Schools seeking to hire lobbyist
NEW HAVEN — Citing stiff competition for limited state funds, Superintendent of Schools Reginald Mayo has secured Board of Education approval to hire a lobbyist to represent the district.
"The smaller the pot gets, the more important it is to have a lobbyist on hand," said Mayo, shown at right. "We don’t want this board to be left behind," he said, playing on the title of the federal No Child Left Behind Act.
The board’s lobbyist would push legislation in Hartford and work with state leaders to increase New Haven’s funding.
The board did not discuss the new position’s salary.
"If we expect to get someone than can jump right in … we may have to pay a pretty decent salary for someone," Mayo said Tuesday. "I’m hoping to find someone that would jump feet first into the legislative session that is about to begin."
Mayo said he’s in Hartford once a week or every other week, but that’s not enough to push legislation.
"Dollars are going to be so tight this particular time," he said.
Robert Rader, executive director of the Connecticut Association of Boards of Education, said his agency advocates for "boards of education as a whole but not for any one in particular."
He did not know how many school boards statewide have sought individual lobbyists, but said "I would assume some of the districts, if it was the right issue, might decide to hire somebody."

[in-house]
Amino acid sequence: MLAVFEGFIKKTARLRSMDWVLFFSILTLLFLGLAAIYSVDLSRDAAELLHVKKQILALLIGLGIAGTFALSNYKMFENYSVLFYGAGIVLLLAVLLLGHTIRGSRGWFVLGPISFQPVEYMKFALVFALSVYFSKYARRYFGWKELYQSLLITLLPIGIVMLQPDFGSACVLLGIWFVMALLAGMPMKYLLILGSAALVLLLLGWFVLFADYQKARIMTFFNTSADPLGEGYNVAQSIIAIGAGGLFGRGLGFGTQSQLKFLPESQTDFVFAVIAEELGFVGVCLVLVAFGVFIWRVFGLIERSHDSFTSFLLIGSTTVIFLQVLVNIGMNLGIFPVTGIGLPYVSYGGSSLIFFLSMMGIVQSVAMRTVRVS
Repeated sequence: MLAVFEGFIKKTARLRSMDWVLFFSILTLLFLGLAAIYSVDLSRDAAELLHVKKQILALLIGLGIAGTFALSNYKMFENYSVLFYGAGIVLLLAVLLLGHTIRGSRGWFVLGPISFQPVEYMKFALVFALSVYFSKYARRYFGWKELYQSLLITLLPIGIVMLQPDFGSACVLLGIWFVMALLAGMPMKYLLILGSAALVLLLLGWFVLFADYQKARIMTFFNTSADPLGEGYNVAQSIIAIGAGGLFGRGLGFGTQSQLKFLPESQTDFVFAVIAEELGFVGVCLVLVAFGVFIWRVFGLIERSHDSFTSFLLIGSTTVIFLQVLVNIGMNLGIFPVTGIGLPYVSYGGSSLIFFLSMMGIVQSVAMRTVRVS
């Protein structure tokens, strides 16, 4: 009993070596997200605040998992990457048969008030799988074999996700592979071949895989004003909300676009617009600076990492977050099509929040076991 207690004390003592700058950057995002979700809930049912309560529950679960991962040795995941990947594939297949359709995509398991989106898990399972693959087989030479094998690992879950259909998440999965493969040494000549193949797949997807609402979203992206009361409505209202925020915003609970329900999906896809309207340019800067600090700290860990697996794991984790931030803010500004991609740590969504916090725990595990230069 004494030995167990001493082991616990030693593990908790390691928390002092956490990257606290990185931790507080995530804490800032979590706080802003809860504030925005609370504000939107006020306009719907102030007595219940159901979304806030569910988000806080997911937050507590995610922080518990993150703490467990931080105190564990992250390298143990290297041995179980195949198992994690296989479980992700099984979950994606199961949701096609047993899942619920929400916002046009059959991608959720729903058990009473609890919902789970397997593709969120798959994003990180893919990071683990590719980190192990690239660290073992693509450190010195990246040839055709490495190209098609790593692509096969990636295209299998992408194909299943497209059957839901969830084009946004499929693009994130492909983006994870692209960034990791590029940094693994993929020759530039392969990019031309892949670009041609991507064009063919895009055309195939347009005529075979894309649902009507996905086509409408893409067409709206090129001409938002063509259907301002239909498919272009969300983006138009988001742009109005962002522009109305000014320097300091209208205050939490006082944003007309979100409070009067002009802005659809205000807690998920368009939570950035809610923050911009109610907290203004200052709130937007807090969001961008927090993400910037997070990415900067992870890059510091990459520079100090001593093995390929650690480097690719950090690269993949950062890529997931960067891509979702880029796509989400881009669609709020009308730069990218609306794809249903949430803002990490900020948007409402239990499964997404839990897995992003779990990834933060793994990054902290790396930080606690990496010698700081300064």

Mayo said that, specifically, New Haven needs to push for a change in magnet school funding.
"We have the largest, best magnet school program. To see that go down the drain, we need to try to get that repealed," Mayo saidNew Haven magnets stand to lose millions in state aid as a result of legislation passed last June. Lawmakers voted then to increase state funding to local schools and magnet schools, but also voted to phase in major reductions in Educational Cost Sharing grants for districts sending students to magnet schools. The legislation applies to students attending magnet schools both in and out of the district. The law goes into effect for the 2009-10 school year.
Mayo also noted $2.3 million in lost funding for the district’s literacy mentors.
"We need to lobby legislators to get that decision repealed," he said.
City Hall already has its own lobbying team, former state Rep. Chris DePino of DePino and Associates, and City Hall-based legislative liaison Laoise KinCQg.
Mayo first mentioned his desire to bring a lobbyist on staff earlier this month during a conversation charging the education non-profit Connecticut Coalition for Achievement Now with pushing inaccurate data about charter school success.
Citing the strength of lobbying efforts put forth by charter schools, which city educators have charged with pulling funds away from other public schools, Mayo said the district "probably needs to hire a lobbyist."
"My thing is, when the total dollars start to dry up, and other people have the advantage of lobbyists, and you don’t have anyone, the power goes to the squeaky wheel," Mayo said. "We better get smart and do the same thing."
Elizabeth Benton can be reached at 789-5714 or email@example.com.